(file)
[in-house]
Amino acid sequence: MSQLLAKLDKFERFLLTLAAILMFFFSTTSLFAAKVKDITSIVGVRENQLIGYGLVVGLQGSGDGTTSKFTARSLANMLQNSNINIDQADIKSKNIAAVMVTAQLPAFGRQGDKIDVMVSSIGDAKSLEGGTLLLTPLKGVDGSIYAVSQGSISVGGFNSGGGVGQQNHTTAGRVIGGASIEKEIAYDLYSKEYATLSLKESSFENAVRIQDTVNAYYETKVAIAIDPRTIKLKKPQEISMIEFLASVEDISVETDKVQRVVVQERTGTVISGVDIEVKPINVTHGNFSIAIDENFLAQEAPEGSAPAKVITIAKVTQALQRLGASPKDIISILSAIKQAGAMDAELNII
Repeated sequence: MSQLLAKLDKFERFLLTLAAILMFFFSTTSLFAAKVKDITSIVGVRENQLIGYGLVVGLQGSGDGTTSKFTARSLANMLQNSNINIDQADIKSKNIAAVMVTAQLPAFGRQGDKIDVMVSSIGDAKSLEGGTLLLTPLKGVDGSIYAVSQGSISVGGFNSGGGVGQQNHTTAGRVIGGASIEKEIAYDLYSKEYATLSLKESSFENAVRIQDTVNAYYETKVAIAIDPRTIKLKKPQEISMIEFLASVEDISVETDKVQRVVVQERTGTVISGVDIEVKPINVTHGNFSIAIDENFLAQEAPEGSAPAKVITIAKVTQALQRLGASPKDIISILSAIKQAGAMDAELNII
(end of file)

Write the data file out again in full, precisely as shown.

[in-house]
Amino acid sequence: MSQLLAKLDKFERFLLTLAAILMFFFSTTSLFAAKVKDITSIVGVRENQLIGYGLVVGLQGSGDGTTSKFTARSLANMLQNSNINIDQADIKSKNIAAVMVTAQLPAFGRQGDKIDVMVSSIGDAKSLEGGTLLLTPLKGVDGSIYAVSQGSISVGGFNSGGGVGQQNHTTAGRVIGGASIEKEIAYDLYSKEYATLSLKESSFENAVRIQDTVNAYYETKVAIAIDPRTIKLKKPQEISMIEFLASVEDISVETDKVQRVVVQERTGTVISGVDIEVKPINVTHGNFSIAIDENFLAQEAPEGSAPAKVITIAKVTQALQRLGASPKDIISILSAIKQAGAMDAELNII
Repeated sequence: MSQLLAKLDKFERFLLTLAAILMFFFSTTSLFAAKVKDITSIVGVRENQLIGYGLVVGLQGSGDGTTSKFTARSLANMLQNSNINIDQADIKSKNIAAVMVTAQLPAFGRQGDKIDVMVSSIGDAKSLEGGTLLLTPLKGVDGSIYAVSQGSISVGGFNSGGGVGQQNHTTAGRVIGGASIEKEIAYDLYSKEYATLSLKESSFENAVRIQDTVNAYYETKVAIAIDPRTIKLKKPQEISMIEFLASVEDISVETDKVQRVVVQERTGTVISGVDIEVKPINVTHGNFSIAIDENFLAQEAPEGSAPAKVITIAKVTQALQRLGASPKDIISILSAIKQAGAMDAELNII